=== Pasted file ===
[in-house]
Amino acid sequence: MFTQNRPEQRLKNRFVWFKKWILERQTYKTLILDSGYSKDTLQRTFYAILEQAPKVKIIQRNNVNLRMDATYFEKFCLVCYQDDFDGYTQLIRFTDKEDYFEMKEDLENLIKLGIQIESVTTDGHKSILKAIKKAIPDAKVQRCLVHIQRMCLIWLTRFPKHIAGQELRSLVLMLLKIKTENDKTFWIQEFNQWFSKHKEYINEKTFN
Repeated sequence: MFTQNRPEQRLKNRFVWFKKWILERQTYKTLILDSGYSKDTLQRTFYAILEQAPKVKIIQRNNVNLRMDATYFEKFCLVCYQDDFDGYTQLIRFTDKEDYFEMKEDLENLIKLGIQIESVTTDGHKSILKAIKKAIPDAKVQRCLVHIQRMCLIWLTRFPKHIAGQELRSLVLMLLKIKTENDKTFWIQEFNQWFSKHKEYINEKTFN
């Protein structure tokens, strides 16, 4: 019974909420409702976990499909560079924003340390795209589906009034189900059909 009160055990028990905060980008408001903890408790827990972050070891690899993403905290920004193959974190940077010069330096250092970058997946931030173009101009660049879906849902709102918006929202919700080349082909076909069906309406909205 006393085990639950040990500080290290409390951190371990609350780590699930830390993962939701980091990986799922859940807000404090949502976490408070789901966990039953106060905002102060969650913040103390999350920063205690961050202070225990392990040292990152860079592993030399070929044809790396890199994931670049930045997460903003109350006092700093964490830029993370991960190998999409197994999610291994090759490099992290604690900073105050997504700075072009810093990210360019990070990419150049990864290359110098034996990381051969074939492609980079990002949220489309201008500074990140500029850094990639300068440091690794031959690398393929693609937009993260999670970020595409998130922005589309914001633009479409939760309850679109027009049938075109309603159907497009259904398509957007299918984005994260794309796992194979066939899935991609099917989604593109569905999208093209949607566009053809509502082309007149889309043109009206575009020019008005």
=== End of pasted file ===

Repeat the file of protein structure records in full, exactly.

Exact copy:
[in-house]
Amino acid sequence: MFTQNRPEQRLKNRFVWFKKWILERQTYKTLILDSGYSKDTLQRTFYAILEQAPKVKIIQRNNVNLRMDATYFEKFCLVCYQDDFDGYTQLIRFTDKEDYFEMKEDLENLIKLGIQIESVTTDGHKSILKAIKKAIPDAKVQRCLVHIQRMCLIWLTRFPKHIAGQELRSLVLMLLKIKTENDKTFWIQEFNQWFSKHKEYINEKTFN
Repeated sequence: MFTQNRPEQRLKNRFVWFKKWILERQTYKTLILDSGYSKDTLQRTFYAILEQAPKVKIIQRNNVNLRMDATYFEKFCLVCYQDDFDGYTQLIRFTDKEDYFEMKEDLENLIKLGIQIESVTTDGHKSILKAIKKAIPDAKVQRCLVHIQRMCLIWLTRFPKHIAGQELRSLVLMLLKIKTENDKTFWIQEFNQWFSKHKEYINEKTFN
């Protein structure tokens, strides 16, 4: 019974909420409702976990499909560079924003340390795209589906009034189900059909 009160055990028990905060980008408001903890408790827990972050070891690899993403905290920004193959974190940077010069330096250092970058997946931030173009101009660049879906849902709102918006929202919700080349082909076909069906309406909205 006393085990639950040990500080290290409390951190371990609350780590699930830390993962939701980091990986799922859940807000404090949502976490408070789901966990039953106060905002102060969650913040103390999350920063205690961050202070225990392990040292990152860079592993030399070929044809790396890199994931670049930045997460903003109350006092700093964490830029993370991960190998999409197994999610291994090759490099992290604690900073105050997504700075072009810093990210360019990070990419150049990864290359110098034996990381051969074939492609980079990002949220489309201008500074990140500029850094990639300068440091690794031959690398393929693609937009993260999670970020595409998130922005589309914001633009479409939760309850679109027009049938075109309603159907497009259904398509957007299918984005994260794309796992194979066939899935991609099917989604593109569905999208093209949607566009053809509502082309007149889309043109009206575009020019008005």